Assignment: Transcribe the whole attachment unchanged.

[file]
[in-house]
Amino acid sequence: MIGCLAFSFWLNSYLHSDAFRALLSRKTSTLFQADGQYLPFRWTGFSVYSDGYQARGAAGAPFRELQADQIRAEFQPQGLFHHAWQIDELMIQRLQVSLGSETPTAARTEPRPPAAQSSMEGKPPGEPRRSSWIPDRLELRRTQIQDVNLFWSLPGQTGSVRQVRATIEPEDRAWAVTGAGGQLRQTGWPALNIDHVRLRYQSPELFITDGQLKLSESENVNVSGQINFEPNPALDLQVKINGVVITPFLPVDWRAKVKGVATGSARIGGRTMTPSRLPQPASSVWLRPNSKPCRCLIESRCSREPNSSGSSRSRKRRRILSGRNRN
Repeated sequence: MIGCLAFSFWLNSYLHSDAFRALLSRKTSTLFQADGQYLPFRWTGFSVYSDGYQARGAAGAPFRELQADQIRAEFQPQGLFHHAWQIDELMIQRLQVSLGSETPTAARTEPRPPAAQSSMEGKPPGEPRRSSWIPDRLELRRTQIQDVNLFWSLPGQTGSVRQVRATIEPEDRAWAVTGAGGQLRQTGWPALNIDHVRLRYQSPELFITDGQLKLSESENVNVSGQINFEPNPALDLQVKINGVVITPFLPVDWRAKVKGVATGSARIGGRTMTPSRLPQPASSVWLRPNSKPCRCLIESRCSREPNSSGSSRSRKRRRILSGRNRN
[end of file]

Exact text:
[in-house]
Amino acid sequence: MIGCLAFSFWLNSYLHSDAFRALLSRKTSTLFQADGQYLPFRWTGFSVYSDGYQARGAAGAPFRELQADQIRAEFQPQGLFHHAWQIDELMIQRLQVSLGSETPTAARTEPRPPAAQSSMEGKPPGEPRRSSWIPDRLELRRTQIQDVNLFWSLPGQTGSVRQVRATIEPEDRAWAVTGAGGQLRQTGWPALNIDHVRLRYQSPELFITDGQLKLSESENVNVSGQINFEPNPALDLQVKINGVVITPFLPVDWRAKVKGVATGSARIGGRTMTPSRLPQPASSVWLRPNSKPCRCLIESRCSREPNSSGSSRSRKRRRILSGRNRN
Repeated sequence: MIGCLAFSFWLNSYLHSDAFRALLSRKTSTLFQADGQYLPFRWTGFSVYSDGYQARGAAGAPFRELQADQIRAEFQPQGLFHHAWQIDELMIQRLQVSLGSETPTAARTEPRPPAAQSSMEGKPPGEPRRSSWIPDRLELRRTQIQDVNLFWSLPGQTGSVRQVRATIEPEDRAWAVTGAGGQLRQTGWPALNIDHVRLRYQSPELFITDGQLKLSESENVNVSGQINFEPNPALDLQVKINGVVITPFLPVDWRAKVKGVATGSARIGGRTMTPSRLPQPASSVWLRPNSKPCRCLIESRCSREPNSSGSSRSRKRRRILSGRNRN